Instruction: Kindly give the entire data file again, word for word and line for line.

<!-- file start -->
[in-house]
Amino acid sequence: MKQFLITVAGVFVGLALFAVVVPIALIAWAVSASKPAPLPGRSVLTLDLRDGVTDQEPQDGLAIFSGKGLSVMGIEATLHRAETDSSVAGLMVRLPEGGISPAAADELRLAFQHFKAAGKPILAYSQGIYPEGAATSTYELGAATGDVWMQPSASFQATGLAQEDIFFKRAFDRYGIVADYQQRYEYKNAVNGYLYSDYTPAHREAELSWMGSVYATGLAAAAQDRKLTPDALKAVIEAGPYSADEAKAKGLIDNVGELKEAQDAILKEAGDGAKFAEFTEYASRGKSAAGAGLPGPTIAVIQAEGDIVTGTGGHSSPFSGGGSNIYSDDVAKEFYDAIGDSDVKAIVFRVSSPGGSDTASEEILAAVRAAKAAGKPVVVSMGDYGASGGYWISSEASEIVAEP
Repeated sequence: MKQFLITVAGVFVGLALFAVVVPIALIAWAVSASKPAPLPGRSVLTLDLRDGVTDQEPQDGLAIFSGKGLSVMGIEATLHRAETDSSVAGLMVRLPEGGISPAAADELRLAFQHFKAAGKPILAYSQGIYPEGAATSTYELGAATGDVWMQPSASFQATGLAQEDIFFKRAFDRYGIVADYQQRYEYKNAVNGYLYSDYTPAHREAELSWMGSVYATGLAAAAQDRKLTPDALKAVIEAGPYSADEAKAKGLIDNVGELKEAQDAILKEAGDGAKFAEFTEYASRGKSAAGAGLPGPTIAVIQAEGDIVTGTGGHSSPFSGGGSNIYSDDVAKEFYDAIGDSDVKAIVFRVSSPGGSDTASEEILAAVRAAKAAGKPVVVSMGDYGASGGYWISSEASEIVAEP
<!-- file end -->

[in-house]
Amino acid sequence: MKQFLITVAGVFVGLALFAVVVPIALIAWAVSASKPAPLPGRSVLTLDLRDGVTDQEPQDGLAIFSGKGLSVMGIEATLHRAETDSSVAGLMVRLPEGGISPAAADELRLAFQHFKAAGKPILAYSQGIYPEGAATSTYELGAATGDVWMQPSASFQATGLAQEDIFFKRAFDRYGIVADYQQRYEYKNAVNGYLYSDYTPAHREAELSWMGSVYATGLAAAAQDRKLTPDALKAVIEAGPYSADEAKAKGLIDNVGELKEAQDAILKEAGDGAKFAEFTEYASRGKSAAGAGLPGPTIAVIQAEGDIVTGTGGHSSPFSGGGSNIYSDDVAKEFYDAIGDSDVKAIVFRVSSPGGSDTASEEILAAVRAAKAAGKPVVVSMGDYGASGGYWISSEASEIVAEP
Repeated sequence: MKQFLITVAGVFVGLALFAVVVPIALIAWAVSASKPAPLPGRSVLTLDLRDGVTDQEPQDGLAIFSGKGLSVMGIEATLHRAETDSSVAGLMVRLPEGGISPAAADELRLAFQHFKAAGKPILAYSQGIYPEGAATSTYELGAATGDVWMQPSASFQATGLAQEDIFFKRAFDRYGIVADYQQRYEYKNAVNGYLYSDYTPAHREAELSWMGSVYATGLAAAAQDRKLTPDALKAVIEAGPYSADEAKAKGLIDNVGELKEAQDAILKEAGDGAKFAEFTEYASRGKSAAGAGLPGPTIAVIQAEGDIVTGTGGHSSPFSGGGSNIYSDDVAKEFYDAIGDSDVKAIVFRVSSPGGSDTASEEILAAVRAAKAAGKPVVVSMGDYGASGGYWISSEASEIVAEP